I found this item on MSNBC as I was going to the e-mail. I think we can file it under the 'more things change, the more they stay the same.'
And here is an item that has sneaked in under the radar embedded in the health care reform legislation. I guess having a corporate 'big brother' if fine but not a governmental one. Frankly, I see this as another give with one hand and take away with the other situation. First problem--how often do we hear about health problems that defy attempts to find the underlying medical condition? Just think of how many stories about lupus sufferers who went from doctor to doctor over years trying to find out what was wrong and how many were told it was all in their heads. Next problem--how often do we read about a study that declares some behavior or some component of our diet to be unhealthy only to find later that the study was flawed? And who do we trust to give us good information? The government agencies who depend on industry studies to make their pronouncements? Next problem--how much of our 'unhealthy' lifestyle is due to the very structure of our modern society? Sedentary work, long commutes, the 'choice' of getting some sleep or cooking a healthy meal at home? Here is an irony for you--my weight is at its lowest level in 25 years thanks to two years of unemployment which has allowed me to reset my meal times, eat at home, and get adequate sleep. Or consider a hypothetical situation. I get a job and my employer has some 'wellness' program that requires blood tests for cholesterol, tobacco and drug metabolites, blood pressure and body mass index screenings. I don't take illegal drugs so I have no problem with that although I have read of false positives for people who drank certain herbal teas. I guess I would have to give up that 'vice.' My cholesterol and blood pressure have always tested in the low normal range no matter what my weight. I have lost 60 pounds in the last 2 years but still would not pass a bmi. But then I would be in good company since many well conditioned football players and other sports figures would also fail that test. The tobacco metabolites would also be a problem because I live with my mother who smokes. Now, Mom is 79 (this year) and has been complemented by new doctors who don't know that she smokes on how clear and healthy her lungs are. I think you can see where I am going with this. I see the proposed measures as simply a way to legitimize the last acceptable bastion of prejudice and allow some to legally discriminate against others.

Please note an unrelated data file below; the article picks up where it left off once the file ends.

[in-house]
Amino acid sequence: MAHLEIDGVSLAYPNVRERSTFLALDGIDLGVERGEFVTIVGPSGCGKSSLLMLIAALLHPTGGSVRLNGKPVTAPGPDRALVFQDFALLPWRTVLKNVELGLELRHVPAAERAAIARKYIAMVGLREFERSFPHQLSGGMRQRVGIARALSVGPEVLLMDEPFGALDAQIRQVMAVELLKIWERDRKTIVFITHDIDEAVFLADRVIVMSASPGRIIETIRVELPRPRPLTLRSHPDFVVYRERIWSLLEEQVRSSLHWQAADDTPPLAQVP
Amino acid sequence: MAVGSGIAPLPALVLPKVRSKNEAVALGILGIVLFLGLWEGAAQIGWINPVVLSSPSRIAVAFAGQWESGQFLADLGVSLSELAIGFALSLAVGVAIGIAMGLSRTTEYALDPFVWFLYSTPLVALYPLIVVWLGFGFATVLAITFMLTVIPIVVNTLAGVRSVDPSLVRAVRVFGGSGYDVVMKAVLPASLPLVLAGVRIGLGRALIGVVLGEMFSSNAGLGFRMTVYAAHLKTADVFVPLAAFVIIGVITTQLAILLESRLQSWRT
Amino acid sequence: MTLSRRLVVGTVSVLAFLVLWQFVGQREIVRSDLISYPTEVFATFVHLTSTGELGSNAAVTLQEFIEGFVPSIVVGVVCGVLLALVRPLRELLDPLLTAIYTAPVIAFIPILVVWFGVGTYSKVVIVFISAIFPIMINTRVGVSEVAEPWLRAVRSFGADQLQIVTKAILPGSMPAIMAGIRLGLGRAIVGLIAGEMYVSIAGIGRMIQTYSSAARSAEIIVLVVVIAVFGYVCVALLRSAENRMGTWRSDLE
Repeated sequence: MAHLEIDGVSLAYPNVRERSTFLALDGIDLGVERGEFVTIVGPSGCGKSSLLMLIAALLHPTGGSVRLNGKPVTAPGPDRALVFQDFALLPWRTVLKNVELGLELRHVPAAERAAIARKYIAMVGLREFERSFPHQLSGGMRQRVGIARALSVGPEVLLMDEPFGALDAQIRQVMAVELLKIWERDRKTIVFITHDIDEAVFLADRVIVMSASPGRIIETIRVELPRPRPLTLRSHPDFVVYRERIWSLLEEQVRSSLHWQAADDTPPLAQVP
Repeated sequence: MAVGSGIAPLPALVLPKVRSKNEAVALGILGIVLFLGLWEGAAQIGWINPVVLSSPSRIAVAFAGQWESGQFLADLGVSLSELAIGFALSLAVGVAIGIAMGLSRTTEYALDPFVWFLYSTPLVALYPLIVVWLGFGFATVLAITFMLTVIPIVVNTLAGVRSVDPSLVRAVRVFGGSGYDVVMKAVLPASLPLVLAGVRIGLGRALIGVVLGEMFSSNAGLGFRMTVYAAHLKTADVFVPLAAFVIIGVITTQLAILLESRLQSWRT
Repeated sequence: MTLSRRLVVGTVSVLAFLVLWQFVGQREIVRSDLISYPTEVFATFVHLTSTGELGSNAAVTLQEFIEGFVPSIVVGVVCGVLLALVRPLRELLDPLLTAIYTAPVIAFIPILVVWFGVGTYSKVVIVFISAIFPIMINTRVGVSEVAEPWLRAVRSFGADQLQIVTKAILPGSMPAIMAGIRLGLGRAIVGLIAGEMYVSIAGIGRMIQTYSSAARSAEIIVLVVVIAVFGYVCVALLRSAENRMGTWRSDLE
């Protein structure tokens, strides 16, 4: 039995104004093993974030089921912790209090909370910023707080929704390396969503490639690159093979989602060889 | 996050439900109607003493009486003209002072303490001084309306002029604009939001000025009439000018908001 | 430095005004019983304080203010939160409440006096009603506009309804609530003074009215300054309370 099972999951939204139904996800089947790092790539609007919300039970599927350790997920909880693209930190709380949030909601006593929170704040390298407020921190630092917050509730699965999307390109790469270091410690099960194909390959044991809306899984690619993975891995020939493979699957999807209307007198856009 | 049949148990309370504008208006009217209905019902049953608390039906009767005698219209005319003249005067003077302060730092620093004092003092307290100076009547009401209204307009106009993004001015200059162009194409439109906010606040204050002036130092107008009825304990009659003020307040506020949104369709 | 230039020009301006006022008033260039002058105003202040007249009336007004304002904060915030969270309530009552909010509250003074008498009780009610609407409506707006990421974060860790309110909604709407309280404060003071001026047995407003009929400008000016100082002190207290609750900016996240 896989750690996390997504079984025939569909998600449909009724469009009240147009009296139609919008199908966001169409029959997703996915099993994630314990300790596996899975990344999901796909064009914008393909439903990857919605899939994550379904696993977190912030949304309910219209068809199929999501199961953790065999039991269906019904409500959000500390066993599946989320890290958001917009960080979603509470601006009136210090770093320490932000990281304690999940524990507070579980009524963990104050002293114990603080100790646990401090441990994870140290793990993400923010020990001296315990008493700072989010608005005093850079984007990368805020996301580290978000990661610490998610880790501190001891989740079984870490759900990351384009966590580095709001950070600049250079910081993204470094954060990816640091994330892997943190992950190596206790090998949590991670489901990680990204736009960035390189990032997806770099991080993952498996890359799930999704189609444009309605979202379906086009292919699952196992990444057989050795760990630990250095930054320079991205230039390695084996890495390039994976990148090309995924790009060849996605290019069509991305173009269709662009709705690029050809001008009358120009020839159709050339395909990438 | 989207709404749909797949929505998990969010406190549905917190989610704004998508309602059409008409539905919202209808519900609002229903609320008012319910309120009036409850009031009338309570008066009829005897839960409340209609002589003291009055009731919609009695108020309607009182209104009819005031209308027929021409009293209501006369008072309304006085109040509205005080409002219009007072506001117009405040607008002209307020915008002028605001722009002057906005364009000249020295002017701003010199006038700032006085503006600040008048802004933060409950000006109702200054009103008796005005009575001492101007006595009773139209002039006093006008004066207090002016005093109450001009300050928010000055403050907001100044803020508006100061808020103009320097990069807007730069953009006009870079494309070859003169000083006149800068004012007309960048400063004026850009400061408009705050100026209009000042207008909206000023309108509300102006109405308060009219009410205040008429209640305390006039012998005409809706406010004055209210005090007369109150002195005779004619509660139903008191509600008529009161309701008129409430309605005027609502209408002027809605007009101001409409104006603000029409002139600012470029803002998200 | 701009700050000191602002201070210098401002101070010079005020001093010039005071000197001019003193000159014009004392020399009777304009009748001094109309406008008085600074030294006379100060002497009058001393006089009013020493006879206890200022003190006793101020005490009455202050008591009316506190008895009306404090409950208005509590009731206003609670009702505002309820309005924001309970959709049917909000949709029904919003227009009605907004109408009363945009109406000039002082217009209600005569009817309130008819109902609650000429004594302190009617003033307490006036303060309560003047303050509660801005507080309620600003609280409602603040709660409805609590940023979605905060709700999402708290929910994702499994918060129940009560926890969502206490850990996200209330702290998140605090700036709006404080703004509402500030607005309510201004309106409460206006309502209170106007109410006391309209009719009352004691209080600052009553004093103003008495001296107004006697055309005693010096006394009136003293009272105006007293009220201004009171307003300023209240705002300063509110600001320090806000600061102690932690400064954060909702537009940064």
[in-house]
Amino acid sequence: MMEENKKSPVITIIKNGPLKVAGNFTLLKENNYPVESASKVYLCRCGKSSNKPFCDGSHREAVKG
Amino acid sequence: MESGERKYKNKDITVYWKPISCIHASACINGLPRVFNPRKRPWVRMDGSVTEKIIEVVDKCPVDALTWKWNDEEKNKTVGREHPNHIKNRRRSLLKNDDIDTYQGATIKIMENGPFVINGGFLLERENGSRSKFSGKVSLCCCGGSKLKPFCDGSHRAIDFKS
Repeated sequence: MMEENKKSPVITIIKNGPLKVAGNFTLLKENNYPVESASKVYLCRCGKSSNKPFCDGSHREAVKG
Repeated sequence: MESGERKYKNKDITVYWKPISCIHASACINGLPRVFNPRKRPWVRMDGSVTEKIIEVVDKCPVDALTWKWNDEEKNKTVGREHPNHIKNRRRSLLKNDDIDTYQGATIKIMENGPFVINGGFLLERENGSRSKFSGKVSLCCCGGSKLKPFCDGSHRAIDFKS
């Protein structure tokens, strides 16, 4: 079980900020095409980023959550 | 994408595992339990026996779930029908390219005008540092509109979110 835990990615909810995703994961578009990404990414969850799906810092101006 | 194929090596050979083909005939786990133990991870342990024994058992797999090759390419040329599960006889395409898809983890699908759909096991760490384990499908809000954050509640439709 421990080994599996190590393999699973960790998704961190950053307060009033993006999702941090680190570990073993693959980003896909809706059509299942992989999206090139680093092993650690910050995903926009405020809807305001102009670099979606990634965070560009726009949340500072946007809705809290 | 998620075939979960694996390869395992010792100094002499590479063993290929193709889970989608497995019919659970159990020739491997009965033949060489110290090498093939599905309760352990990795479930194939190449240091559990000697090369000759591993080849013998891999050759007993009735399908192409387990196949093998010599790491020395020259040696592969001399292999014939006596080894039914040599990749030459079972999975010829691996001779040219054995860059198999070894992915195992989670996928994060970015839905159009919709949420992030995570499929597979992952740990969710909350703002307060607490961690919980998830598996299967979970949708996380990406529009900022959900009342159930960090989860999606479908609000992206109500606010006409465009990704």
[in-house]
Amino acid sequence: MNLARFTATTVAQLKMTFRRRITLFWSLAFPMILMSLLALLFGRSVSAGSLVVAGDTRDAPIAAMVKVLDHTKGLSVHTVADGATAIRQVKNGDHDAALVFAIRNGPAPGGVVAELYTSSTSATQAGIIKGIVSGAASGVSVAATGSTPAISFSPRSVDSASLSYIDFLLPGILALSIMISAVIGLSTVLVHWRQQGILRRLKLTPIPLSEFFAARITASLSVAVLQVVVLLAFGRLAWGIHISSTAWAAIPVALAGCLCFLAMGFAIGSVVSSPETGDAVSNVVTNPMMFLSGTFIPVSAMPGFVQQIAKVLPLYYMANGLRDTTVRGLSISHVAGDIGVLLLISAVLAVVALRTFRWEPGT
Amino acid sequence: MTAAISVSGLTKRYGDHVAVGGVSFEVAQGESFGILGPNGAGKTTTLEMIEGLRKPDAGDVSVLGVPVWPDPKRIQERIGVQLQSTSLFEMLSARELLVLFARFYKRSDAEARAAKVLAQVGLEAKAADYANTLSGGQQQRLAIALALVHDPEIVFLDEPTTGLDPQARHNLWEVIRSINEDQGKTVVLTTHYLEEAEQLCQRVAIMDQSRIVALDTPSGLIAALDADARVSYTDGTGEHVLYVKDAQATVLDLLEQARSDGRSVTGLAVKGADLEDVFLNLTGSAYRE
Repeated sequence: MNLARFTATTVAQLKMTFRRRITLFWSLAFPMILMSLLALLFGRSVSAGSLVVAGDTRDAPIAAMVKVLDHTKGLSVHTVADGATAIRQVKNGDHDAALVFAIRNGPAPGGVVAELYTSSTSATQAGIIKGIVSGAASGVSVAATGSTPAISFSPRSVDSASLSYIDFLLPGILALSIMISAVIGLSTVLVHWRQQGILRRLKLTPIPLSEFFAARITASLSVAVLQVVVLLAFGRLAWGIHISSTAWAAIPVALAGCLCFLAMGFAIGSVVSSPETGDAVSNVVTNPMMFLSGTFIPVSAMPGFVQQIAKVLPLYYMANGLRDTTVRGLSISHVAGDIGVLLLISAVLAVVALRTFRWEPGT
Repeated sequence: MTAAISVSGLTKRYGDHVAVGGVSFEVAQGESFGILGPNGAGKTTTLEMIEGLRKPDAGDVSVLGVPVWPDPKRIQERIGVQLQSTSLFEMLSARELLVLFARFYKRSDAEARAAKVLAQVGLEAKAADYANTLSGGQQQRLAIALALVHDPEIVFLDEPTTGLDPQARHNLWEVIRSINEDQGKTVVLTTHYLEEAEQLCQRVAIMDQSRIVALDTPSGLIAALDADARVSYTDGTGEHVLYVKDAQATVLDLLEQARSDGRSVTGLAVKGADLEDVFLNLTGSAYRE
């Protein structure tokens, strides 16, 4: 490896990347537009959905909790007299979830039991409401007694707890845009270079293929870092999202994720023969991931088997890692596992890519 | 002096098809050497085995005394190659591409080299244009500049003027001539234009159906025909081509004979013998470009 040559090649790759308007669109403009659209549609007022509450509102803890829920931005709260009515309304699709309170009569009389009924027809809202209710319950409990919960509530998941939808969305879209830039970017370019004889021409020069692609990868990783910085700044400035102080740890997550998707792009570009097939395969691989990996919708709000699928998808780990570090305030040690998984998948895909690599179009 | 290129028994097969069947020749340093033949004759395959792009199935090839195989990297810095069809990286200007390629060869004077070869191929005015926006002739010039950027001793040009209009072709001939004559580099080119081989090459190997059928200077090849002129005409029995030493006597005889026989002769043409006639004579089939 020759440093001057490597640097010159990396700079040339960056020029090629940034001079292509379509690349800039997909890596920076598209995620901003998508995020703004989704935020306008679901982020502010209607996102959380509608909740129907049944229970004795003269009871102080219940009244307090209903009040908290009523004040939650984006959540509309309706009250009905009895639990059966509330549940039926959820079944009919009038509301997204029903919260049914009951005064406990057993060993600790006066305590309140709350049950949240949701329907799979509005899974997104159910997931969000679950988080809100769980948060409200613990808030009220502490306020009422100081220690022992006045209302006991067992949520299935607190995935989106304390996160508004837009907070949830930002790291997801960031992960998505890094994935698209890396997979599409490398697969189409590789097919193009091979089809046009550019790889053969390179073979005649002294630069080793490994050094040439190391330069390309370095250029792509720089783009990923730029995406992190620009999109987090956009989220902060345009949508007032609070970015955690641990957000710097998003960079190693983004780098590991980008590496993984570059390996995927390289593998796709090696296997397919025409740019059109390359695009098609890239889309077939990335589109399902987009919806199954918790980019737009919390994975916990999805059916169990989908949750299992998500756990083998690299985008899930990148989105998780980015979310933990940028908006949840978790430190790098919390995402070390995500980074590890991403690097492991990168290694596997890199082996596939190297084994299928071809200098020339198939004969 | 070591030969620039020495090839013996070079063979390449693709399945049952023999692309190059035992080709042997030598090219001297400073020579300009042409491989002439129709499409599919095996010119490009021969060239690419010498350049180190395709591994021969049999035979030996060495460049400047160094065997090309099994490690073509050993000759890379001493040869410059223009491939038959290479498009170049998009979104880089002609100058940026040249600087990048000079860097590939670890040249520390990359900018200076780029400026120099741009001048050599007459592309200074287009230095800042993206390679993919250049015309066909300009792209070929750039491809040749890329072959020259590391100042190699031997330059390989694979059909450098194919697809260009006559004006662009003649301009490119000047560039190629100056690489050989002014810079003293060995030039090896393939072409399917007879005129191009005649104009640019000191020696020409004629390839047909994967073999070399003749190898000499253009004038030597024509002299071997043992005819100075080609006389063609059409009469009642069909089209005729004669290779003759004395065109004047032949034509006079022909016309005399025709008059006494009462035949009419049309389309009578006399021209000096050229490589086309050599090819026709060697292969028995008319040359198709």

Well, I guess it is 'Good Morning, again' since I started this on Friday and it is now Saturday (Oct. 17). We got busy with errands and trying to figure out a problem with Mom's computer. We are still trying. She is reconfiguring after we reinstalled the operating system. We will see if that works.
I found this on MSNBC this morning. Isn't it wonderful how the banks we taxpayers have bailed out are no so healthy? And yes--I am being sarcastic.
Oh, well--best laid plans and all that!! The reinstall and reconfiguration on Mom's computer failed totally. So we spent the better part of yesterday looking at, buying and setting up (at least in part) new computers. Yes that is plural. My machine was actually older than mine and I had been having some issues with it. So, we replaced both. together. We have managed to adjust to one car but one computer--that is much harder. It is now Sunday, Oct 18, and I have a whole lot of reading and e-mail to go through.
The little MacBooks (cheap edition) are doing very well. It is evident that both of the old machines were going out because the new ones load so much faster and navigate so much more smoothly. I guess we should have expected that since the old ones were somewhere around 8 or 9 years old.